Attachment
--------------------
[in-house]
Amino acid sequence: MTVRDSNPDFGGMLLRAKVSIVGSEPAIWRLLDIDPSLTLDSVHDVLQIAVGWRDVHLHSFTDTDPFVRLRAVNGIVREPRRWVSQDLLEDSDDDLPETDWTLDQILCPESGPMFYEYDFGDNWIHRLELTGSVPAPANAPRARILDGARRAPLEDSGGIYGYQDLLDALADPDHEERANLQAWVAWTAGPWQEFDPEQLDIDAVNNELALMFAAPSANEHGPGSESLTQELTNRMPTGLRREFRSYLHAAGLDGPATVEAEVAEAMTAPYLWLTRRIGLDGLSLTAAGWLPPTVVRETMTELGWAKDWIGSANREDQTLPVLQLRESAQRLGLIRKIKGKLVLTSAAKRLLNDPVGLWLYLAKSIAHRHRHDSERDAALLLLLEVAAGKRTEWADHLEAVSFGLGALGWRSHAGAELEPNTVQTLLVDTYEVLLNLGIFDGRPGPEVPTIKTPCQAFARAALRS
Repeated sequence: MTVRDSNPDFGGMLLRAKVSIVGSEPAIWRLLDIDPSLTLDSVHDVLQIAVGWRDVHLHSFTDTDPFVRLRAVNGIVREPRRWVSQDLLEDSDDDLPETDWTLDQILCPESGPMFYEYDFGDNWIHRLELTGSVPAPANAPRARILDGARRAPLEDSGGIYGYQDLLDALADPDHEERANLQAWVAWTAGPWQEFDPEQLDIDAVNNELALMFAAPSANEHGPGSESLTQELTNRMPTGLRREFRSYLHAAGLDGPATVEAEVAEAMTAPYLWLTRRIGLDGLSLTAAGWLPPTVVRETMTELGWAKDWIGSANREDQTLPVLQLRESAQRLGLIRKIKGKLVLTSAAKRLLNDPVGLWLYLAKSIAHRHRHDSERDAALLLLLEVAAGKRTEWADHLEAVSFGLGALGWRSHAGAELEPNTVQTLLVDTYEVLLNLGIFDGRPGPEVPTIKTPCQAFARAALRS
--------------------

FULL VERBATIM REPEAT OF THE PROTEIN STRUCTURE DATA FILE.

[in-house]
Amino acid sequence: MTVRDSNPDFGGMLLRAKVSIVGSEPAIWRLLDIDPSLTLDSVHDVLQIAVGWRDVHLHSFTDTDPFVRLRAVNGIVREPRRWVSQDLLEDSDDDLPETDWTLDQILCPESGPMFYEYDFGDNWIHRLELTGSVPAPANAPRARILDGARRAPLEDSGGIYGYQDLLDALADPDHEERANLQAWVAWTAGPWQEFDPEQLDIDAVNNELALMFAAPSANEHGPGSESLTQELTNRMPTGLRREFRSYLHAAGLDGPATVEAEVAEAMTAPYLWLTRRIGLDGLSLTAAGWLPPTVVRETMTELGWAKDWIGSANREDQTLPVLQLRESAQRLGLIRKIKGKLVLTSAAKRLLNDPVGLWLYLAKSIAHRHRHDSERDAALLLLLEVAAGKRTEWADHLEAVSFGLGALGWRSHAGAELEPNTVQTLLVDTYEVLLNLGIFDGRPGPEVPTIKTPCQAFARAALRS
Repeated sequence: MTVRDSNPDFGGMLLRAKVSIVGSEPAIWRLLDIDPSLTLDSVHDVLQIAVGWRDVHLHSFTDTDPFVRLRAVNGIVREPRRWVSQDLLEDSDDDLPETDWTLDQILCPESGPMFYEYDFGDNWIHRLELTGSVPAPANAPRARILDGARRAPLEDSGGIYGYQDLLDALADPDHEERANLQAWVAWTAGPWQEFDPEQLDIDAVNNELALMFAAPSANEHGPGSESLTQELTNRMPTGLRREFRSYLHAAGLDGPATVEAEVAEAMTAPYLWLTRRIGLDGLSLTAAGWLPPTVVRETMTELGWAKDWIGSANREDQTLPVLQLRESAQRLGLIRKIKGKLVLTSAAKRLLNDPVGLWLYLAKSIAHRHRHDSERDAALLLLLEVAAGKRTEWADHLEAVSFGLGALGWRSHAGAELEPNTVQTLLVDTYEVLLNLGIFDGRPGPEVPTIKTPCQAFARAALRS